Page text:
One feature that stands out with Office365 Exchange is the great native spam protection it offers. My only complaint is that there is no administrative email you can configure that will show you what has been getting caught in the Quarantine. Microsoft offers ‘End user spam notifications” that will send an email to the user showing what has been quarantined for their account, but it also gives them access to release that message. Given that I still have a relatively small number of end users (160), I wanted to be the one deciding whether or not the message was actually spam.
The first command you’ll need to run will create an encrypted file which stores your Office365 account password. This allows you to then reference your password file in your script, and not have to use a plain text password. You’ll only need to run this command when you need to update your password, so I have it commented out in my final script.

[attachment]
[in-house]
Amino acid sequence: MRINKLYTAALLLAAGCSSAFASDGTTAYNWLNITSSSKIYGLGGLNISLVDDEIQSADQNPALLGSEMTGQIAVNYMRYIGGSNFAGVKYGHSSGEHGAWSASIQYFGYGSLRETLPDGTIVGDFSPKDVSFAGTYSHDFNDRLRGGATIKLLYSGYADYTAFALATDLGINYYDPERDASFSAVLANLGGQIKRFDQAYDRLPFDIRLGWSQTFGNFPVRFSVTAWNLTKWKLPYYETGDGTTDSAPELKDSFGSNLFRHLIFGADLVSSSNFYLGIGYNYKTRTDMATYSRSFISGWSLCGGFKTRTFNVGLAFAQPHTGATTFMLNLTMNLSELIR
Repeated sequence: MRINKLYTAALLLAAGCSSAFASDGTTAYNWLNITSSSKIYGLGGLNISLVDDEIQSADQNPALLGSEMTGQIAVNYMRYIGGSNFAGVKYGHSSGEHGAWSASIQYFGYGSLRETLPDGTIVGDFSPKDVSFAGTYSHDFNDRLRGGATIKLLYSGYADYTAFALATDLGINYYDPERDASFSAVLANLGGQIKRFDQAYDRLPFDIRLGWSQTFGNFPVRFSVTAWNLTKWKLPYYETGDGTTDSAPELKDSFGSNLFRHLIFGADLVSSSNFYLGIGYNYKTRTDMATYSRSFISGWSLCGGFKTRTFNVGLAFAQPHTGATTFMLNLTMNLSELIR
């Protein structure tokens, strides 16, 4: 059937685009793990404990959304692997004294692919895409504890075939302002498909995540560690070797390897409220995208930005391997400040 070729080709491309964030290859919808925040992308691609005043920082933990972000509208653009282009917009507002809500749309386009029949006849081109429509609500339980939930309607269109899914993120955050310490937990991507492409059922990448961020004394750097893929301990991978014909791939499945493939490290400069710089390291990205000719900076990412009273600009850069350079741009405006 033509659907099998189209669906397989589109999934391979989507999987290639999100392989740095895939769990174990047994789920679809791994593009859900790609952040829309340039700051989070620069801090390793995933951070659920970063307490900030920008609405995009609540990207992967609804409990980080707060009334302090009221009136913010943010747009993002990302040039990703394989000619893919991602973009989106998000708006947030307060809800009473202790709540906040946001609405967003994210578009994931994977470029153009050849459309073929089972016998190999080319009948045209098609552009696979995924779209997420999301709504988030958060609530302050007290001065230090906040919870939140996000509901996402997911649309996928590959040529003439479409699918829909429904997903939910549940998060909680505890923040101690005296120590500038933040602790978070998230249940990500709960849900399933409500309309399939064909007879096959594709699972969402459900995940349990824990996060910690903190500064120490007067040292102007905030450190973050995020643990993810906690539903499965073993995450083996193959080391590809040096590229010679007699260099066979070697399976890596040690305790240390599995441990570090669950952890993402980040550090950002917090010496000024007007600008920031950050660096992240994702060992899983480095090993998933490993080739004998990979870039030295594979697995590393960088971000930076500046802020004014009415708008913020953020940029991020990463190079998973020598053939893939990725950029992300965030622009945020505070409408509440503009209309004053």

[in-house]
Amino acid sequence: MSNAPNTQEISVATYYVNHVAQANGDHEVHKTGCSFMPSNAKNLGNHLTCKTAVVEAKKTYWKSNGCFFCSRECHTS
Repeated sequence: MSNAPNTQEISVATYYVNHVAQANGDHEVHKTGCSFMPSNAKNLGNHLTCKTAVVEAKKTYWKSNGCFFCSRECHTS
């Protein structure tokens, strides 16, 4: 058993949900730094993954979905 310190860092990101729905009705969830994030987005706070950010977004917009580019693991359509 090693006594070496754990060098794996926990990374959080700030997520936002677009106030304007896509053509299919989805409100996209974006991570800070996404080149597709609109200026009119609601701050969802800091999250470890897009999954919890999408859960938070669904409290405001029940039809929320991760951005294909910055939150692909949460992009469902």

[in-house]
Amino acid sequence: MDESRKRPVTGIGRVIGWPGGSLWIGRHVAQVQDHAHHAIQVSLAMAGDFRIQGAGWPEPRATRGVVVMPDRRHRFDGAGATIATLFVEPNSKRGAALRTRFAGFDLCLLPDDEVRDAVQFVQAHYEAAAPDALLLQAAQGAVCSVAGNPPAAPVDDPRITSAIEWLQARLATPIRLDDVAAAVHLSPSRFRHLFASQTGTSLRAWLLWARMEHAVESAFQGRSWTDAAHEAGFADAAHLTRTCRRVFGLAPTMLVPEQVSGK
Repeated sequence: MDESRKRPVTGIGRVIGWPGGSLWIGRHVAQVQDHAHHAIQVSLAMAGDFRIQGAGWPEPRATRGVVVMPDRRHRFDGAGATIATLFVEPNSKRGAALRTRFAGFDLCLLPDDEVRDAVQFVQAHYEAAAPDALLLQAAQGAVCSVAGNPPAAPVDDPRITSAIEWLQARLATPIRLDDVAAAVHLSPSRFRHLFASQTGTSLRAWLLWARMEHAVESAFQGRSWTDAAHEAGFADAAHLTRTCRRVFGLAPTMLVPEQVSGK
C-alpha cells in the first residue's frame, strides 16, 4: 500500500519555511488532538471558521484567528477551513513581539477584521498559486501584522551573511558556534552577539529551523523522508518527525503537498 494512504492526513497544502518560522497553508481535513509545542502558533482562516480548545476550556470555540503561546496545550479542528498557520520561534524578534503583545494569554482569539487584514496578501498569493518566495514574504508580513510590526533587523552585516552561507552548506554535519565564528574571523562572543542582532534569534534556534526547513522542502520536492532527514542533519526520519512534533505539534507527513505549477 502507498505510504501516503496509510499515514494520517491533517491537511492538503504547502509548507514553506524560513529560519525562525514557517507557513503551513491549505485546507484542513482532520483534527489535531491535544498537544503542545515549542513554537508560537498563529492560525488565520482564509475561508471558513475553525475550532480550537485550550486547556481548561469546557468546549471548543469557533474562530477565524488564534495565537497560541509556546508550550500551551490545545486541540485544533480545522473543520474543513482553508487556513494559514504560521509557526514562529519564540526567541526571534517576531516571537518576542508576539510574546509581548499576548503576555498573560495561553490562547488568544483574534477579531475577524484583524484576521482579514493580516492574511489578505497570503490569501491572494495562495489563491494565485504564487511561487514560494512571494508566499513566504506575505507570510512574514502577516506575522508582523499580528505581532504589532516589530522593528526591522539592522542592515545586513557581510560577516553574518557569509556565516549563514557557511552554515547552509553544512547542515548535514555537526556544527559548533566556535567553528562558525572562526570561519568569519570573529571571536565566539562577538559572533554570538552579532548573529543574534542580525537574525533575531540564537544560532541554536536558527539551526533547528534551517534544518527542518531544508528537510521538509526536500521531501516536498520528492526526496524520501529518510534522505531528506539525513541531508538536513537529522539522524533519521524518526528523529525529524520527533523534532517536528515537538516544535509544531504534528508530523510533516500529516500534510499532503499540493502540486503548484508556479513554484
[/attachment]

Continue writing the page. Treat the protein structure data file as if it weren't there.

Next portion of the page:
Once you have your password file created we then can connect to the Office365 server referencing that file.
The next part of the script will build out a blank excel file we then can load with the quarantined messages. This command gives our excel file three column headers, ‘ReceivedTime’,'SenderAddress’, and ‘Subject’. This also pre-formats our email message.
Now for the actual working part of our script. We start by taking the current date and subtracting 1. This will give us the past 24 hours worth of spam messages. We then send those variables into our ‘Get-QuarantineMessage’ cmdlet and only pipe out our 3 column headers from before. We then need to do some more formatting, so let’s export and re-import the CSV file back into PowerShell as HTML, which will look better in an email. We also need to pass it through an ‘Out-String’ so it will look better in the final email.
Now that all of the formatting is done, the last part of the script sends the email. We can use the ‘Send-MailMessage’ cmdlet to achieve this.
And that’s it! Have this run every morning from the Windows Task Scheduler and you are good to go. Here is what my final script looks like:
Now each morning I have the following email to reference instead of having to log into the Office365 admin portal.
Let me know if you run into any problems!